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Post news RSS The demo of my game used to have almost everything in it, but now I’m changing that

Since April 2021 demo for my game had all the content of a full game. All the ships, all the upgrades, all the stories - you just could not load saves. And after 8 months, I’m changing that. But in order to understand why, you need to know where the demo came from.

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I’m an independent game developer. That term has deteriorated a bit nowadays, so let me be more specific: I’m a self-published, independent game developer. Independent as in “not depending on anyone else” - there is me, who makes games, and you, who play my games. There is no one in between, no executive meddling, no external pressure to release a half-baked product at an arbitrary deadline.

But that also means there is no one to pay my bills. ΔV is entirely funded by its Early Access sales. But some people are wary of buying games in Early Access - and I can’t blame them. I saw more than one buggy mess, games never being released - but most importantly, never being truly playable.

When I was convinced, by a fellow game developer, to release as Early Access I wanted to set up a system that would prevent that. I vowed to keep the game playable at all times. If you pick up ΔV, you should immediately have as polished experience as possible. That meant that I used no placeholders - all the art and assets used in any stage of production would be the final ones. It meant I needed to fix any bugs first, before doing anything else.

And most importantly, it meant that changes I make should be gradual, and I should return to a shippable state of the codebase as quickly as possible.

The system works. ΔV gets multiple experimental releases each day, and since bugs are always fixed first, whose “experimental” releases have actually, on average, fewer bugs than the “stable“ branch. Not using placeholders slowed down development a bit, but it also means that game looks good all the time. All the assets are made with an honest intention to be release-ready.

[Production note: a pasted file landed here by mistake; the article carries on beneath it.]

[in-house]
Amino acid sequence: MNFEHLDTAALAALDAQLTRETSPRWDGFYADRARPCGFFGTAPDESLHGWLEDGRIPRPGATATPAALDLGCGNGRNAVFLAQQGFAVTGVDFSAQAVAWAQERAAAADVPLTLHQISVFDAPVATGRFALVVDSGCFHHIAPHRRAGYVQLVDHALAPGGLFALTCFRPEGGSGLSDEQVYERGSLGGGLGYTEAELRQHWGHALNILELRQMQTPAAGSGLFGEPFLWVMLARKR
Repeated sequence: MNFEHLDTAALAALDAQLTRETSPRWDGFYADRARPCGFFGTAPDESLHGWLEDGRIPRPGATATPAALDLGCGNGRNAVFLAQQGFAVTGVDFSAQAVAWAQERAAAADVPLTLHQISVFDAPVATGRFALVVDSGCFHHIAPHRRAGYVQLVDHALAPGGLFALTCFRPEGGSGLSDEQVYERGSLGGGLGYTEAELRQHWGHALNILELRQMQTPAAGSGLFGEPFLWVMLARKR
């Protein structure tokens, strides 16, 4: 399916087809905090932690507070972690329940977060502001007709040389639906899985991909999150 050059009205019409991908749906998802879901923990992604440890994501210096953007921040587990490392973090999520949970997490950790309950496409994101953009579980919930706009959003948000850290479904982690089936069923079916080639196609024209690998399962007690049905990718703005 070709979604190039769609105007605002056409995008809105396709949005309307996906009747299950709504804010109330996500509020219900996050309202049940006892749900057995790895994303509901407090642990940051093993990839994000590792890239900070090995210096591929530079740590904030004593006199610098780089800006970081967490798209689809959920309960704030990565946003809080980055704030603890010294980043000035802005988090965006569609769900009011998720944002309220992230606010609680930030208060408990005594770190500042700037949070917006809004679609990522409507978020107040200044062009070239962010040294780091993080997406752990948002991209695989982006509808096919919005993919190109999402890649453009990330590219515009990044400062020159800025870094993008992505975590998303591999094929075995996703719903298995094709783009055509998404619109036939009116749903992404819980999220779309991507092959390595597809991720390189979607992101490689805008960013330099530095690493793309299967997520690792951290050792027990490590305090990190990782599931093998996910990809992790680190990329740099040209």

But buying a game in Early Access requires you to trust the game is playable. But trust goes both ways, and this is where the demo comes in - I entrust you with a free version of the game to check out.

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It’s a popular opinion in the game development circles that having a free demo hurts game sales. I did not agree with that idea, but since it’s not actually possible to compare a game with a demo against the very same game without a demo, it all came down to a difference in opinion.

My very first demo was quite limited. You had access just to the mission stage of the game, no base, no upgrades, no crew - just the flight. And it did, additionally, come with an artificial time limit - a pre-scripted encounter that was designed to end the demo in 10 to 15 minutes. This is the baseline I’m comparing against.

Now, to understand how the next thing happened, you need to know how I make the demo. It’s not actually a separate application - there are just some statements in the game code that trigger when a game is built as a demo. The source code of the demo and the full game is literally the same, and that’s actually a very important thing - this way the demo will always reflect the final product.

What you see in the demo is what you’ll get in the full game. That’s an important part of building trust.